In a similar manner as the previously described capacitor embodiments of the present invention, the separator covering the anode contoured edge 1002C is closer to a longitudinal axis 1020 of the anode pellet in comparison to the anode sidewall 1002A. This provides sufficient space and distance between the contoured edge 1002C and weld 1014 to ensure that when the weld is formed there is enough mass in the casing sidewall 1006 and cover 1010 and enough void space to the separator 1016 to ensure that what heat is transmitted to the separator by conductive and convective mechanisms is not sufficient to melt or otherwise damage the separator.
While not shown in the drawing
The present invention has been described with respect to a capacitor. However, that should not be viewed as limiting its scope. Those skilled in the art after having read the present description will readily understand that the various enclosure structures are equally applicable for use with an electrochemical cell. In respect to the embodiment shown in
Thus, various embodiments of electrical energy storage devices have been described. Each includes at least one drawn casing portion comprising a surrounding sidewall closed by a cover having a relatively flat or planar plate-shaped profile. This makes them particularly well suited for seating against a planar support, such as against a sidewall of an implantable medical device, for example, a cardiac defibrillator, cardiac pacemaker, neurostimulator or a drug pump, among others. Packaging efficiency is particularly important in an implantable medical device where “real estate” is at a premium.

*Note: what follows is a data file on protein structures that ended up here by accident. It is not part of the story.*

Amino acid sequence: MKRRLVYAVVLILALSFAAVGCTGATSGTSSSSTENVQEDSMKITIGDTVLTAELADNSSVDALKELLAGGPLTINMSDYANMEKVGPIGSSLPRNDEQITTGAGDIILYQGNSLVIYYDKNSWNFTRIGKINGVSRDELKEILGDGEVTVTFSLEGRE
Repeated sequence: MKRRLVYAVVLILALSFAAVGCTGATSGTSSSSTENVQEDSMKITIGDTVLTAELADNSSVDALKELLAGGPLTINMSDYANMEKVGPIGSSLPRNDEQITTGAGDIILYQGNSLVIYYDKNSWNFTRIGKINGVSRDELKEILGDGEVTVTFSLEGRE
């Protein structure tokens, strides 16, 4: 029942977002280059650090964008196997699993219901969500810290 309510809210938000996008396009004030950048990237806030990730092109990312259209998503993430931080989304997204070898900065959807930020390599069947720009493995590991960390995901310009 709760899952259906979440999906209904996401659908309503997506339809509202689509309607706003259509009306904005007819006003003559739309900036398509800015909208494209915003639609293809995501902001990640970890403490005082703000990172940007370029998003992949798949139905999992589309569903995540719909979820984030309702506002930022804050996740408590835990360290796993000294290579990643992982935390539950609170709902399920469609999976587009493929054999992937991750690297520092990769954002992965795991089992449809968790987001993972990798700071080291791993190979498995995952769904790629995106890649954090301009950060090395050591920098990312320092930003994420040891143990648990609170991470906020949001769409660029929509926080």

It is appreciated that various modifications to the inventive concepts described herein may be apparent to those of ordinary skill in the art without departing from the spirit and scope of the present invention as defined by the appended claims.
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|U.S. Classification||361/508, 29/25.03, 361/517|
|International Classification||H01G9/145, H01G2/10, H01G9/04|
|Cooperative Classification||Y10T29/417, H01G9/042, H01G9/10, H01G9/06, H01G9/08|
|European Classification||H01G9/042, H01G9/08, H01G9/10, H01G9/06|
|Jul 20, 2006||AS||Assignment|
Owner name: GREATBATCH, INC., NEW YORK
Free format text: ASSIGNMENT OF ASSIGNORS INTEREST;ASSIGNORS:STEMEN, ERIC;LINDKE, TROY;GLOSS, EDWARD J.;AND OTHERS;REEL/FRAME:017967/0469;SIGNING DATES FROM 20060607 TO 20060713
|Nov 22, 2007||AS||Assignment|